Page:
Most writers--even those with many published books to their credit--will tell you they're still learning their craft and I am no exception. However, there is one small segment of the writing craft where I think I have something of value to share. Apparently The Writer Magazine thinks so, too, because they published my article on the subject. Also, some local chapters of Romance Writers of America have asked me to give workshops on the topic which is: "Word People versus "Story People."

During my earliest years I attended many workshops and critique groups, listening to or reading others' unpublished work. And almost immediately I noticed that there seemed to be two types of writers: "story" people and "word" people.

Here's my definition of word people versus story people. Word people have a fine grasp of language. They choose interesting adjectives and verbs, produce outstanding images, and invent unusual similes and metaphors. They may write poetry or literary fiction. They may spend an entire day choosing the perfect word, in the perfect sentence in the perfect paragraph.

Story people--to use a phrase from the film industry--cut to the chase. Their work is marked by action and dialogue; something is always happening and characters talk a lot. These writers usually like commercial fiction, including mysteries. And of course they especially love: Boy Meets Girl, Boy Loses Girl, Boy Gets Girl. And they're more interested in the plot than the actual words.

Perhaps the differences in style are ingrained, like DNA. Or the right-brain/left-brain theory may be in play. Left-brained people are supposedly methodical and well-organized; right-brained people are creative.

Yes, there are some--that lucky few--who seem to be both word and story people at the same time. But unless you're with that writer at every step of the process, you can't be sure she hasn't gone back--maybe several times--and inserted what she failed to include in the first "off the top of her head" draft.

Because successful fiction needs both.

I think of words and story as the music and lyrics of fiction. A successful book isn't just beautiful words strung together--there's going to be some action and dialogue. Nor is it all action and dialogue without a few instances of description so the reader knows where she is and who's at bat.

If you're an as-yet-unpublished writer, maybe it's because--if you're a word person, you have too many beautiful words strung together and not enough action and dialogue. Or, if you're a story person, you have plenty of action and conversation but not enough description to let the reader know those five questions every journalist is taught: who, what, when, why and where. Both music and lyrics are necessary to produce a song you walk out of the theater singing, and both words and story are necessary to write a novel you won't soon forget.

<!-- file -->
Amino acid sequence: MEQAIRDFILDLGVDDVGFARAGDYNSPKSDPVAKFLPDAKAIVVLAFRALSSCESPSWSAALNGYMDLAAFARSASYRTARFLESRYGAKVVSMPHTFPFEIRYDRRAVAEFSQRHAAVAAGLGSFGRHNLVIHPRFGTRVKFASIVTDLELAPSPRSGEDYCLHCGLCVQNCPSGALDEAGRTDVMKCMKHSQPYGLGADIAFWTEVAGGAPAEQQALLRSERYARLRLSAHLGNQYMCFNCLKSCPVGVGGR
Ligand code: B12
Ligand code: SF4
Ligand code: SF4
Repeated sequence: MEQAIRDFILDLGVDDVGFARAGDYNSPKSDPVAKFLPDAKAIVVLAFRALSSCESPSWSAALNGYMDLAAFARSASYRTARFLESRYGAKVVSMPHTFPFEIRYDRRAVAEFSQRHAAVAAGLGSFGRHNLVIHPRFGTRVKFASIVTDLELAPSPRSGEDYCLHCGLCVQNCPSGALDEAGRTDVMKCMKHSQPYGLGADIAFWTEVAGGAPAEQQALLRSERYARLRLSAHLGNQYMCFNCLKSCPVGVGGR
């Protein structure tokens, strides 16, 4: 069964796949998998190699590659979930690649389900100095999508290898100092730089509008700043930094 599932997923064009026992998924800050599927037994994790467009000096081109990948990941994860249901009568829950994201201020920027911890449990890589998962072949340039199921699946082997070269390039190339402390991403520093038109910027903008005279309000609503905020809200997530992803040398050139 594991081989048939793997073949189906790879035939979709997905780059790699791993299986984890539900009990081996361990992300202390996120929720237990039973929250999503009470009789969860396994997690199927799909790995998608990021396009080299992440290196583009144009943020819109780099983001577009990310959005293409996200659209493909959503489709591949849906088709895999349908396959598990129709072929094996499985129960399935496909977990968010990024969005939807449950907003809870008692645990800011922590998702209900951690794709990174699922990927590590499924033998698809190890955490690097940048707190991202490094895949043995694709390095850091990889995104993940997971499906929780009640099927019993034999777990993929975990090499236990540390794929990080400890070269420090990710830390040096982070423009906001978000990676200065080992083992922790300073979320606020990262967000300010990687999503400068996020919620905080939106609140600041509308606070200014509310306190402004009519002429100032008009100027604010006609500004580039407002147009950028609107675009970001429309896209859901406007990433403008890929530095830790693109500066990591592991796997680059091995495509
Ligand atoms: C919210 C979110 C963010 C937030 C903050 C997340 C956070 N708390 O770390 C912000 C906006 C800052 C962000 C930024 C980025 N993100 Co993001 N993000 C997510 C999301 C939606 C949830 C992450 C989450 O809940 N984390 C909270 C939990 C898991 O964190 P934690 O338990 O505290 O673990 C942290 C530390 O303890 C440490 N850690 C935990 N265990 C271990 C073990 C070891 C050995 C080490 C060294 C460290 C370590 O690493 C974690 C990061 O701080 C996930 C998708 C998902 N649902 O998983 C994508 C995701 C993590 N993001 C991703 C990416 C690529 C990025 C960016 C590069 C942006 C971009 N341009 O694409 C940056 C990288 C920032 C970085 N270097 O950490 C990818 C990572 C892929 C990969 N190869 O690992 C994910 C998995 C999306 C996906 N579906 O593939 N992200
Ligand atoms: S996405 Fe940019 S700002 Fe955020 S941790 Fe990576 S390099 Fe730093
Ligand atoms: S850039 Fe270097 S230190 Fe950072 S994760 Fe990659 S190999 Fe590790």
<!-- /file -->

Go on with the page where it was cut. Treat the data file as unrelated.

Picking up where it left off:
The question becomes: How do word people or story people "cross over?" How can a word person learn to tell a better story. How can a story person learn to use language more effectively? First, of course, you must be aware of the type of writer you are. Surprising to me, there are many beginning writers who seem unaware of this distinction. The next step is to adopt some of the habits of the other side.

A. Techniques for the Word person to become a better story-teller:

1. Read and analyze lots of books of the type you want to write. Use colored pencils to determine the percentage of narrative and description compared to action and dialogue.

2. Write out a character analysis and go through your manuscript to see exactly where traits of the main character are revealed. Sometimes they're in your head and not on the page. Add such scenes if necessary.

3. Understand the story you want to tell and set up events that take the reader from beginning to end, with logical stops along the way. In a love story, for example, a character does not go from hate to love in one leap. The steps may be: hate, dislike, mild dislike, indifference, understanding, grudging admiration, like, love. Then write scenes that reveal the steps.

4. Don't let your love of language run away with you. Two adjectives before every noun are probably too much. Too many similes or metaphors may call attention to themselves and become annoying. Be creative without being pretentious.

B. Techniques for the Story person to improve narrative skills:

1. Since vivid word pictures may not pop into your head, a thesaurus can help, but be sure the substitute you choose is truly a synonym. Don't write "throat" when you mean "neck."

2. That colored-pencil routine works here as well, or--if you already know it's your weak point--go through the manuscript looking for places where more description is needed.

3. Study the rules for narrative writing. Set the "search" feature on the word processor looking for "was" or "were" which could be turned into more active verbs. Search for sentences beginning with "It" or "There" and try to improve them.

4. Become more observant of the world around you and try to find the telling details that describe what you see. Read good books and stick yellow Post-it notes on pages that have vivid descriptions so you can learn from them.

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